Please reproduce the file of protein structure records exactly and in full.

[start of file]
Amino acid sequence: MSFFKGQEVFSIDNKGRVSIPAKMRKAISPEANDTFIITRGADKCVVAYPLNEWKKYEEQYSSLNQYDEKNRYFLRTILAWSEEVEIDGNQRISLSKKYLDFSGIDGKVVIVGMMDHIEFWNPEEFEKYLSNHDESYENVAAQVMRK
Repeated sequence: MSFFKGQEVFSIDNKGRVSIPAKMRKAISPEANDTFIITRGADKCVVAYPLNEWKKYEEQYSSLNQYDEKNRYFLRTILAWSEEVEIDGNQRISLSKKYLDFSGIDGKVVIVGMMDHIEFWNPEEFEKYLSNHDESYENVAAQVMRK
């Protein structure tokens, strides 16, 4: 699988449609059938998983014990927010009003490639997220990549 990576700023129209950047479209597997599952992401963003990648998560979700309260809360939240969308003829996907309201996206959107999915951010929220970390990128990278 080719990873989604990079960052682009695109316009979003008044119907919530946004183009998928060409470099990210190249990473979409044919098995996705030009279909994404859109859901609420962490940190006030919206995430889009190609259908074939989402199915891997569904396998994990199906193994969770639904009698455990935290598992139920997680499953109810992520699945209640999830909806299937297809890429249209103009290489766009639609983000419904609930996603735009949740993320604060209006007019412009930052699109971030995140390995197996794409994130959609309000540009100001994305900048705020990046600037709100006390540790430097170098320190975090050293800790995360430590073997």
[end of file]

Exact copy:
Amino acid sequence: MSFFKGQEVFSIDNKGRVSIPAKMRKAISPEANDTFIITRGADKCVVAYPLNEWKKYEEQYSSLNQYDEKNRYFLRTILAWSEEVEIDGNQRISLSKKYLDFSGIDGKVVIVGMMDHIEFWNPEEFEKYLSNHDESYENVAAQVMRK
Repeated sequence: MSFFKGQEVFSIDNKGRVSIPAKMRKAISPEANDTFIITRGADKCVVAYPLNEWKKYEEQYSSLNQYDEKNRYFLRTILAWSEEVEIDGNQRISLSKKYLDFSGIDGKVVIVGMMDHIEFWNPEEFEKYLSNHDESYENVAAQVMRK
């Protein structure tokens, strides 16, 4: 699988449609059938998983014990927010009003490639997220990549 990576700023129209950047479209597997599952992401963003990648998560979700309260809360939240969308003829996907309201996206959107999915951010929220970390990128990278 080719990873989604990079960052682009695109316009979003008044119907919530946004183009998928060409470099990210190249990473979409044919098995996705030009279909994404859109859901609420962490940190006030919206995430889009190609259908074939989402199915891997569904396998994990199906193994969770639904009698455990935290598992139920997680499953109810992520699945209640999830909806299937297809890429249209103009290489766009639609983000419904609930996603735009949740993320604060209006007019412009930052699109971030995140390995197996794409994130959609309000540009100001994305900048705020990046600037709100006390540790430097170098320190975090050293800790995360430590073997």